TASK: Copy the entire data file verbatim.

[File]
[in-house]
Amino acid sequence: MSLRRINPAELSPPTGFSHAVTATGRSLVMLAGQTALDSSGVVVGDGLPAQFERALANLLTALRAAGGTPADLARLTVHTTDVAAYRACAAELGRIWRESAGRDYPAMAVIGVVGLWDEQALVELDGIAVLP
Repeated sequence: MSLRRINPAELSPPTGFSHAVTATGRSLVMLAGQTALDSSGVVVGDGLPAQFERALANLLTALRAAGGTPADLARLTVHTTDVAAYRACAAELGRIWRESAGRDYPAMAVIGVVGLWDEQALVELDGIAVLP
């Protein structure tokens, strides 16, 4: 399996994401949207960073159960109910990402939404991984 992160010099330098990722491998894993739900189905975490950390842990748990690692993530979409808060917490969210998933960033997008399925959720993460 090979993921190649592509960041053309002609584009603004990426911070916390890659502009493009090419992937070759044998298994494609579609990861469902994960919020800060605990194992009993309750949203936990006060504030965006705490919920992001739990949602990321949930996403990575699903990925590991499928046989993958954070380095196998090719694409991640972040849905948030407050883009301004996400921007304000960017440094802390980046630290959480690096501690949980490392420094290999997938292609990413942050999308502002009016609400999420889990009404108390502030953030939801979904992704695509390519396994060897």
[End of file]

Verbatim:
[in-house]
Amino acid sequence: MSLRRINPAELSPPTGFSHAVTATGRSLVMLAGQTALDSSGVVVGDGLPAQFERALANLLTALRAAGGTPADLARLTVHTTDVAAYRACAAELGRIWRESAGRDYPAMAVIGVVGLWDEQALVELDGIAVLP
Repeated sequence: MSLRRINPAELSPPTGFSHAVTATGRSLVMLAGQTALDSSGVVVGDGLPAQFERALANLLTALRAAGGTPADLARLTVHTTDVAAYRACAAELGRIWRESAGRDYPAMAVIGVVGLWDEQALVELDGIAVLP
């Protein structure tokens, strides 16, 4: 399996994401949207960073159960109910990402939404991984 992160010099330098990722491998894993739900189905975490950390842990748990690692993530979409808060917490969210998933960033997008399925959720993460 090979993921190649592509960041053309002609584009603004990426911070916390890659502009493009090419992937070759044998298994494609579609990861469902994960919020800060605990194992009993309750949203936990006060504030965006705490919920992001739990949602990321949930996403990575699903990925590991499928046989993958954070380095196998090719694409991640972040849905948030407050883009301004996400921007304000960017440094802390980046630290959480690096501690949980490392420094290999997938292609990413942050999308502002009016609400999420889990009404108390502030953030939801979904992704695509390519396994060897």